As a citizen of the Cherokee nation, Rennard Strickland was a renowned leader in Native American Law. He earned his B.A. from Northeastern State University and his M.A. from the University of Arkansas. He earned his LLB. and S.J.D. from the University of Virginia. He was part of the legal academy for decades and served as dean of four law schools throughout his career: The University of Tulsa, Southern Illinois University, Oklahoma City University and the University of Oregon. He was a senior scholar in residence in the University of Oklahoma College of Law. Additionally, he was the author, editor, or co-editor of 208 essays, book chapters, and articles as well as 47 books. Throughout his career, Strickland received many awards and honors such as the Robert J. Kutack Award by the ABA Section in 2013. He was elected to the American Law Institute in 1997. Strickland was the first person to serve as the president of both the Law School Admission Council and the Association of American Law Schools.
Strickland’s service with the AALS began in 1975 when he became editor of the then jointly published LSAC/AALS Prelaw Handbook, which he edited for the next five years. He was on the AALS Executive Committee from 1993-1995 and was the President of AALS in 1994. Strickland was the first Native American professor to hold this position. In 2000, he served on the Advisory Group on Celebration of AALS Centennial. Additionally, he has served as a member of the AALS Accreditation Committee, the Journal of Legal Education Editorial Board, the Committee on Recruitment and Retention of Minority Law Teachers, chair of the Section on Native American Rights, and as a speaker at a number of AALS workshops.
Deborah L. Rhode, a pioneer of legal ethics, received a B.A. and J.D. from Yale University, and while in law school she was the editor of the Yale Law Journal. She joined the faculty of Stanford Law School in 1979, being just the second woman to be granted tenure. She was the Ernest W. McFarland Professor of Law and director of the Center on the Legal Profession. Prior to joining the Stanford Law faculty, she clerked for Supreme Court Justice Thurgood Marshall. She was a former chair of the American Bar Association’s Commission on Women in the Profession and the founding president of the International Association of Legal Ethics. Her works on legal ethics are frequently cited, and she is the author of 30 books.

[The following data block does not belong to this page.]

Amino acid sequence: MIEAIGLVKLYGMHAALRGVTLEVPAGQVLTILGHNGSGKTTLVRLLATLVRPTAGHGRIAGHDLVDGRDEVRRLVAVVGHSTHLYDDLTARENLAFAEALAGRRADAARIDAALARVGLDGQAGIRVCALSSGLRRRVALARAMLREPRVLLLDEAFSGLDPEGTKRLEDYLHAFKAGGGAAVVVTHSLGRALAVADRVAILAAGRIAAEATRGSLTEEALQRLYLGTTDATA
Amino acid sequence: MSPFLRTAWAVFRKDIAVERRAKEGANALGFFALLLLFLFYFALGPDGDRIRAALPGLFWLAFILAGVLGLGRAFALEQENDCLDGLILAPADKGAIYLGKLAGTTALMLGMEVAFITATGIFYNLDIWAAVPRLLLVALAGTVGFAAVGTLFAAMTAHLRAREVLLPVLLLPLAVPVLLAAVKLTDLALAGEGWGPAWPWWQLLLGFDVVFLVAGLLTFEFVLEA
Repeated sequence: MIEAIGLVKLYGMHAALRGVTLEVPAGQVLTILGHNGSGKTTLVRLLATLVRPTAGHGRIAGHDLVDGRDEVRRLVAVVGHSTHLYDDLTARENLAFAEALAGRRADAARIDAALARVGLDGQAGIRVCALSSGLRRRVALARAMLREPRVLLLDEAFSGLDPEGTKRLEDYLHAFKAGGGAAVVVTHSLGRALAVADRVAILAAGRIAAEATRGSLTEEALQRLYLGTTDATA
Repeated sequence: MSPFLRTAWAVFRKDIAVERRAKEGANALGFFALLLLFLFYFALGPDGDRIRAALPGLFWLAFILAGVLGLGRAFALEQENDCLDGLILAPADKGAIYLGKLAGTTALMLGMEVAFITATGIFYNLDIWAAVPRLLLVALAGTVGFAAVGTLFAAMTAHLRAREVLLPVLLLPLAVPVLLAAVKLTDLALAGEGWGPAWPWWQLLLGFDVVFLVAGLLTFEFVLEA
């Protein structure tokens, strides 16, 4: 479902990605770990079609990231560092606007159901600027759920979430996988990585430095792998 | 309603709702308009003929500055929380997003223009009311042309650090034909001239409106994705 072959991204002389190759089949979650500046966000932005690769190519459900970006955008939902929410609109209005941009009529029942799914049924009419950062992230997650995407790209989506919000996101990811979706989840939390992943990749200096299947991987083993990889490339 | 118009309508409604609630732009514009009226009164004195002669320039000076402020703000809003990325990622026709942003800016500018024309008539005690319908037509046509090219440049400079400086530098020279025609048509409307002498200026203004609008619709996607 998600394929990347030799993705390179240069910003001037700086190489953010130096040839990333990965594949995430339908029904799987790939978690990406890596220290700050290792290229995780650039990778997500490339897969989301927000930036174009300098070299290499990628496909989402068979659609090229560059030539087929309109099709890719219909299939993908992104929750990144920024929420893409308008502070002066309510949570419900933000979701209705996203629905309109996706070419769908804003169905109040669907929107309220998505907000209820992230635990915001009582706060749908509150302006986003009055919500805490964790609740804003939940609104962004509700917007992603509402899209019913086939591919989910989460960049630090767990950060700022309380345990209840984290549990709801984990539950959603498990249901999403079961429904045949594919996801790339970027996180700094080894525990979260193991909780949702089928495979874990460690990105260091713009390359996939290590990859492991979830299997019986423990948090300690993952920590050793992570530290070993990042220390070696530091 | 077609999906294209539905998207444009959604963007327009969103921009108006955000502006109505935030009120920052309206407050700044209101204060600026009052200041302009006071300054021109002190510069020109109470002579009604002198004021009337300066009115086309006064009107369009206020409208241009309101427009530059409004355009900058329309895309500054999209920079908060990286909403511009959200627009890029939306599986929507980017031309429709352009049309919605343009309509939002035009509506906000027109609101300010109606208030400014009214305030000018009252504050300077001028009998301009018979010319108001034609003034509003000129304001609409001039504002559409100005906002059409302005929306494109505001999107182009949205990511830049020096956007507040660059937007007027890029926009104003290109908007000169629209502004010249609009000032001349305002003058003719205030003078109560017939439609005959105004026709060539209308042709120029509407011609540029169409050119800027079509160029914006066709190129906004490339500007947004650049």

Professor Rhode served AALS in many capacities over the years. She was a member of the AALS Executive Committee from 1994-1999, and she served as President of AALS in 1998. She was the chair of the Section on Leadership in 2017 and 2018 and served on the Committee for the 2016 Annual Meeting. Additionally, she was a frequent contributor to the Journal of Legal Education and established the AALS Commission on Pro Bono and Public Service Opportunities. The Pro Bono & Public Service Opportunities Section created the Deborah L. Rhode Award, which was first presented at the 2001 Annual Meeting.
AALS remembers both Rennard Strickland and Deborah L. Rhode for their commitment and lasting impact to not only AALS, but the entire legal academy and legal profession.